General Working Conditions >> Motor Vehicle Safety Equipment, Operation and Maintenance

In shipyards, motor vehicles, pedestrians, and sometimes bicycles all share the same areas for transiting to and from worksites. This is primarily a result of facility layout and size limits. It is required that measures are put in place to protect workers from hazard during the operation of motor vehicles and bicycles, as well as those on foot at worksites.

Potential Hazard

The lack of or minimal controls placed on the use of motor vehicles, bicycles, and the routing of pedestrian traffic at worksites engaged in shipyard employment have resulted in accidents, leading to serious injury and death.

Requirements and Example Solutions

  • Motor vehicles acquired or initially used after August 1, 2011 must be equipped with a safety belt for each employee operating or riding (29 CFR 1915.93(b)(1)).
  • Any vehicle not equipped with safety belts at the time of manufacturing are not required to be retrofitted to meet the safety belt requirement. However, the removal of vehicle safety equipment is prohibited (29 CFR 1915.93(b)(1) and (b)(3)).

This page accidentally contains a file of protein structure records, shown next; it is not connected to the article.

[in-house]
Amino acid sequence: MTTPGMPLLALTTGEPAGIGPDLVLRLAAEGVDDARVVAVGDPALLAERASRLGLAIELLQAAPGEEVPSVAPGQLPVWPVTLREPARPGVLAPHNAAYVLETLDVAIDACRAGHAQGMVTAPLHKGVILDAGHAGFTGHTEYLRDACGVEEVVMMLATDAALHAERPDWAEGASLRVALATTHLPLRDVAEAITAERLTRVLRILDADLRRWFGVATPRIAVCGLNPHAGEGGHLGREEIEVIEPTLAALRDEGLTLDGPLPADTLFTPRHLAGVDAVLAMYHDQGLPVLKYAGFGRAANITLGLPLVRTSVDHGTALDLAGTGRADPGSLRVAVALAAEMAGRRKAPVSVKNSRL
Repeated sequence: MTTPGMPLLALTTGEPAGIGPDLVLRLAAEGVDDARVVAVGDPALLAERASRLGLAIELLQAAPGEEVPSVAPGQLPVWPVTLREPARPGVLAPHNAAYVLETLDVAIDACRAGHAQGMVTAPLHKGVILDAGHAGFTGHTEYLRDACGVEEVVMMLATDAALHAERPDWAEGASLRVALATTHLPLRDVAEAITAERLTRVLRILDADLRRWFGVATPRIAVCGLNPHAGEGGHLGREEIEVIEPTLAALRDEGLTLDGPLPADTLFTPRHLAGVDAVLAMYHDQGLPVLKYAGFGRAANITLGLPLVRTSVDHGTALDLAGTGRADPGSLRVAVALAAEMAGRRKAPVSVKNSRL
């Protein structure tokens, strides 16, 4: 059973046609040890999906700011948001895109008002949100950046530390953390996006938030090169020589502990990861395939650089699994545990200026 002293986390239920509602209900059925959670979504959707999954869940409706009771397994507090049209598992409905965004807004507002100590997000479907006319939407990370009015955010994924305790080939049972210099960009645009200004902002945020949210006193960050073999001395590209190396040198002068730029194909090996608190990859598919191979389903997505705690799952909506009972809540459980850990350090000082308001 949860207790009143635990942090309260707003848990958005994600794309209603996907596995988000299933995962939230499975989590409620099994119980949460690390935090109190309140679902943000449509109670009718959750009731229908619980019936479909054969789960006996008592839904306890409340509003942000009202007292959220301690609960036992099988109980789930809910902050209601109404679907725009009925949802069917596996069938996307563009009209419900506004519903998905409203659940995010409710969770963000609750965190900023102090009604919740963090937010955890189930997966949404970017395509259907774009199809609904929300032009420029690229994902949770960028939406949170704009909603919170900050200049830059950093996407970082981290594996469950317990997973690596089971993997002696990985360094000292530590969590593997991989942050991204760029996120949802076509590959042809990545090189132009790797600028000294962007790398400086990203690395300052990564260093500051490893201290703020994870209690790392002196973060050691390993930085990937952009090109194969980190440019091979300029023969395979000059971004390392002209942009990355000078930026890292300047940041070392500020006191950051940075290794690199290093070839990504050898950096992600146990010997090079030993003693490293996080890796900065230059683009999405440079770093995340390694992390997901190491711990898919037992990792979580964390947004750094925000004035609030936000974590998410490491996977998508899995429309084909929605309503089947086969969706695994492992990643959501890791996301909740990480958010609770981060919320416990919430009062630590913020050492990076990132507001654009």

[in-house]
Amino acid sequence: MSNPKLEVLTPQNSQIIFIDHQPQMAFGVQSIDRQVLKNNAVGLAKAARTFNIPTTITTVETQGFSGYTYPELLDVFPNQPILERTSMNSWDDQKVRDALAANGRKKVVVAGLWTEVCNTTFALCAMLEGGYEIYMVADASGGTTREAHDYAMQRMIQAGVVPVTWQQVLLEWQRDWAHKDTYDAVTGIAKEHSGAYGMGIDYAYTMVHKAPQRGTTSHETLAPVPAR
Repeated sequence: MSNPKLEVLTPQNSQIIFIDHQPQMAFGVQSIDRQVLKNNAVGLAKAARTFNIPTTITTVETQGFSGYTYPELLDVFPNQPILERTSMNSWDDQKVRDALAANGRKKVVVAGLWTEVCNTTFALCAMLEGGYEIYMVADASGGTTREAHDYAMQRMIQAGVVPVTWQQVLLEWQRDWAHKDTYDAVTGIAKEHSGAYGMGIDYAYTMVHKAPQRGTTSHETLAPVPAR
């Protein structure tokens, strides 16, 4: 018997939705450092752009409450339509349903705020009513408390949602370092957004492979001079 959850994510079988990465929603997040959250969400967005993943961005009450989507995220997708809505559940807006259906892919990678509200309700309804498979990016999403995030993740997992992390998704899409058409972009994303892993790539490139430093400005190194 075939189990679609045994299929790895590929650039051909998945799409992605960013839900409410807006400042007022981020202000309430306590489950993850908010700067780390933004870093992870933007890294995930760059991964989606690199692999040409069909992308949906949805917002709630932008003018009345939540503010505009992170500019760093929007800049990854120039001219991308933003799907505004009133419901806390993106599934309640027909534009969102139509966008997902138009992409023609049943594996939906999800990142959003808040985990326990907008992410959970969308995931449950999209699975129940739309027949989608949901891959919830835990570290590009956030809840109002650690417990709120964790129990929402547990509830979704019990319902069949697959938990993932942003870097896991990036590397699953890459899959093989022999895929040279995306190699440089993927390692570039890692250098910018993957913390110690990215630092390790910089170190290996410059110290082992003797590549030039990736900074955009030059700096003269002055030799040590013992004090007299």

• While workers are operating or riding in a motor vehicle, each employee is required to have assigned and use firmly secured seats with a safety belt, securely and tightly fastened, at all times (29 CFR 1915.93(b)(2) and (b)(4)).
  • Motor vehicles must be maintained in a serviceable and safe operating condition, or otherwise be removed from service (29 CFR 1915.93(c)(1)).
  • Secure tools and materials from movement that may create a hazard for employees during transport (29 CFR 1915.93(c)(2)).
  • Measures must be put in place to ensure the safe transit of pedestrians and bicyclists (29 CFR 1915.93(c)(3)). Employers can:
    • Establish dedicated travel lanes for motor vehicles, bicyclists, and pedestrians;
    • Install crosswalks and traffic control devices such as stop signs, mirrors at blind spots, or physical barriers to separate travel lanes;
    • Establish appropriate speed limits for all motor vehicles;
    • Establish "no drive" times to allow for safe movement of pedestrians;
    • Provide reflective vests or other gear so pedestrians and bicyclists are clearly visible to motor vehicle operators; or
    • Ensure that bicycles have reflectors, lights, or other equipment to maximize visibility of the bicyclist.

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